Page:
Making HIV Care Accessible

TAAL+, a USAID-supported integrated health care center, is helping increase access to holistic care for people living with HIV.

By Paromita Pain

August 2023

Making HIV Care Accessible 

A counselor interacts with a client at TAAL+, an integrated health center that provides high-quality and affordable HIV care. (Photograph by Anita Khemka, consultant photographer, EpiC India)

Namrata Wadkar (name changed), a 48-year-old resident of Aurangabad, Maharashtra, was on antiretroviral therapy (ART) since 2012. In 2020, she started having severe joint pain that continued to grow. She visited the U.S. Agency for International Development (USAID)-supported TAAL+ clinic where she was advised a bone density scan. It revealed ART-induced severe osteoporosis, which mimics bone cancer characteristics in laboratory tests. Slight changes in her medical regime and a six-month course of injections to increase bone strength helped her get back on her feet. “I can now do all my daily chores without any assistance,” she says. “The right diagnosis and advice by TAAL+ improved the quality of my life.”

Peer-led intervention

TAAL (Treatment, Adherence, Advocacy and Literacy) was launched in 2006, as a peer-led community pharmacy to provide high-quality and affordable HIV diagnostics, treatment and peer counseling services to people living with HIV. In 2020, with support from USAID, TAAL transitioned from a community pharmacy to TAAL+, an integrated health center. It launched an e-pharmacy in February 2023.

“We have continued to expand our mandate to promote person-centric, integrated and sustainable health platforms through our partnership with TAAL+, catering to emerging needs of clients for diagnosis and referral for mental health, noncommunicable diseases, co-infections like tuberculosis, hepatitis B & C, and access to prevention tools like pre-exposure prophylaxis (PrEP) and post-exposure prophylaxis through engagement with private sector health care providers,” says Deepika Joshi, USAID’s HIV division chief in India.

Stronger online presence

The first TAAL community pharmacy was established in January 2006, in Pune, by the Network of Maharashtra by People Living with HIV/AIDS (NMP+). “TAAL grew out of a movement that began in 1997 when seven friends who were HIV positive came together to support one another,” says Manoj Pardeshi, founder of TAAL and NMP+. Since then, the network has grown to nearly half a million people, providing a safe space by ensuring privacy and confidentiality.

“In 2021, discussions started with FHI 360 [a nonprofit human development organization] and USAID to increase accessibility, affordability and quality of HIV, hepatitis and mental health services, and help more patients get therapy,” says Manoj Pardeshi, founder of TAAL and NMP+. TAAL+ has wholesale, retail, export-import licenses and is a government-approved vaccine center.

Building on its successful efforts, the TAAL+ e-pharmacy was launched with support from PEPFAR, the U.S. President’s Emergency Plan for AIDS Relief. “To me, this approach embodies the best of our countries’ values. India’s strong, plural and supportive community-driven solutions, and the American desire for self-reliance and innovation,” said Michael Hankey, U.S. Consul General, Mumbai, at the launch of the TAAL+ e-pharmacy.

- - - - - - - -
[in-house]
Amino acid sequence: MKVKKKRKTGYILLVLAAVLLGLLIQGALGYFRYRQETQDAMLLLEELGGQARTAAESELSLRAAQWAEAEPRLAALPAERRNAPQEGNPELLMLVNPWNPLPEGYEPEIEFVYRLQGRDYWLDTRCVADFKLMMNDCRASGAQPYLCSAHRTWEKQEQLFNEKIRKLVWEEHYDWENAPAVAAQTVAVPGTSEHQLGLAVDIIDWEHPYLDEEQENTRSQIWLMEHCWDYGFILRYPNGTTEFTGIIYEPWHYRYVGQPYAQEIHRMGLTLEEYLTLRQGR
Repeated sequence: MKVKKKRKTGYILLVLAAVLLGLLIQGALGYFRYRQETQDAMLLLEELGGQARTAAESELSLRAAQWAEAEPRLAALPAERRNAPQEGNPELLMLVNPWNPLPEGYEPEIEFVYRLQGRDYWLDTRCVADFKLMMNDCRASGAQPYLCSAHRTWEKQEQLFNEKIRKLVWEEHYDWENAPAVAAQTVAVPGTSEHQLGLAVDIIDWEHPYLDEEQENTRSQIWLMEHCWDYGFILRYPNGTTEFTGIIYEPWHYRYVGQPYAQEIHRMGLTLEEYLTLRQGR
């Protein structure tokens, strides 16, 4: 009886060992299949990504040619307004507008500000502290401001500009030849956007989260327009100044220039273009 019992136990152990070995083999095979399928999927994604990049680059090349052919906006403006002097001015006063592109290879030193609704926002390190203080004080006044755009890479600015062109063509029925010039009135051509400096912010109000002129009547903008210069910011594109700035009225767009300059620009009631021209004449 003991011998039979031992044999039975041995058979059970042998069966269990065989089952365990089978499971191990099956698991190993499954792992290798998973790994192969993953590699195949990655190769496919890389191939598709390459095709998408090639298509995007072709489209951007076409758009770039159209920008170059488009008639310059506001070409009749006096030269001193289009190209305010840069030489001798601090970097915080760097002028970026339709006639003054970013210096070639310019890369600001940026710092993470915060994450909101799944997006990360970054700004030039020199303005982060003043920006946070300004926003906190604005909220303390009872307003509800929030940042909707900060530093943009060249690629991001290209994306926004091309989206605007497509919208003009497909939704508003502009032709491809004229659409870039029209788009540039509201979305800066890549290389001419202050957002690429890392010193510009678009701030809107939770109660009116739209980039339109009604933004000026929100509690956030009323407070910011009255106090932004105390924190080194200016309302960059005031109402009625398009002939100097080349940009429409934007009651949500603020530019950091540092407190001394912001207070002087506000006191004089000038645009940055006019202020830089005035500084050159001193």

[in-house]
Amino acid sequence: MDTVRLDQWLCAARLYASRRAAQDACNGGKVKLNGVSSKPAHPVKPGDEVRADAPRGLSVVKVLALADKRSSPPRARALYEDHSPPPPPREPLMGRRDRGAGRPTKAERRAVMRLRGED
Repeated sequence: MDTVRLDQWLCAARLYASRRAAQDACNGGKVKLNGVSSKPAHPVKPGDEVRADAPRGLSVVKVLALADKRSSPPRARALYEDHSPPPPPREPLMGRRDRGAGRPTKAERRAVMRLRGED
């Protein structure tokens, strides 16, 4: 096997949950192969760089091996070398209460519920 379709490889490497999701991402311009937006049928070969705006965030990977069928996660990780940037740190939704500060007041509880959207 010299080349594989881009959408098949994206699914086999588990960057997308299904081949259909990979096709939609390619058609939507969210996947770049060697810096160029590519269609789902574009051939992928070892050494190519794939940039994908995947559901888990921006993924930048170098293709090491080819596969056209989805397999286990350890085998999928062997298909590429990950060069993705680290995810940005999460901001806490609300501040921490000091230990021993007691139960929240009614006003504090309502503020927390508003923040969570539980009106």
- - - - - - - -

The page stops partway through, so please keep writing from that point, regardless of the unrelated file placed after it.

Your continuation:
TAAL+ aims to expand its online platform to “increase the quality of services, develop online sales platforms and multiply the client base toward self-sustainable social enterprise and further scale up,” says Pardeshi.

The TAAL+ e-pharmacy was launched in February 2023, with support from PEPFAR. (Photograph by Anita Khemka, consultant photographer, EpiC India)

The TAAL+ e-pharmacy was launched in February 2023, with support from PEPFAR. (Photograph by Anita Khemka, consultant photographer, EpiC India)

Care and support

Drugs for a month’s ART treatment can cost between Rs. 1,200 and Rs. 5,000 at pharmacies. However, Emcure Pharmaceuticals, pharma partner for TAAL+, provides them for around Rs. 360. “We have strong partnerships with major Indian pharmaceutical companies through which we access medicines at low costs, and this is the benefit we pass on to our clients,” adds Pardeshi.

USAID-supported projects like EpiC and ACCELERATE have provided zero-return capital to help build the enterprise. TAAL+ has also received support from the National AIDS Control Organization, State AIDS Prevention and Control Societies, community-based organizations run by and serving people living with HIV/AIDS, and physicians.

The TAAL+ model, however, is not just about selling medicines. “It is about playing the role of friend and guide who has walked this journey before,” says Pardeshi. “When managing a lifelong health condition, swallowing pills is not enough. Our business is unique because it is holistic, addressing the whole person, including issues of discrimination and stigma that may be limiting access to care in other settings.”

This is the kind of support Sheetal Bajwa (name changed), a 32-year-old transwoman, needs. She received peer counseling and treatment at TAAL+. “The medical staff also considered my hormone therapy and my skin complexion, which is very important in our professional work while choosing the treatment plan,” she says. She has been associated with TAAL+ for nine months and is getting healthier. “I gained the weight I had lost before,” she says, “and my skin has started glowing again.”

Paromita Pain is an assistant professor of Global Media Studies at the University of Nevada, Reno.

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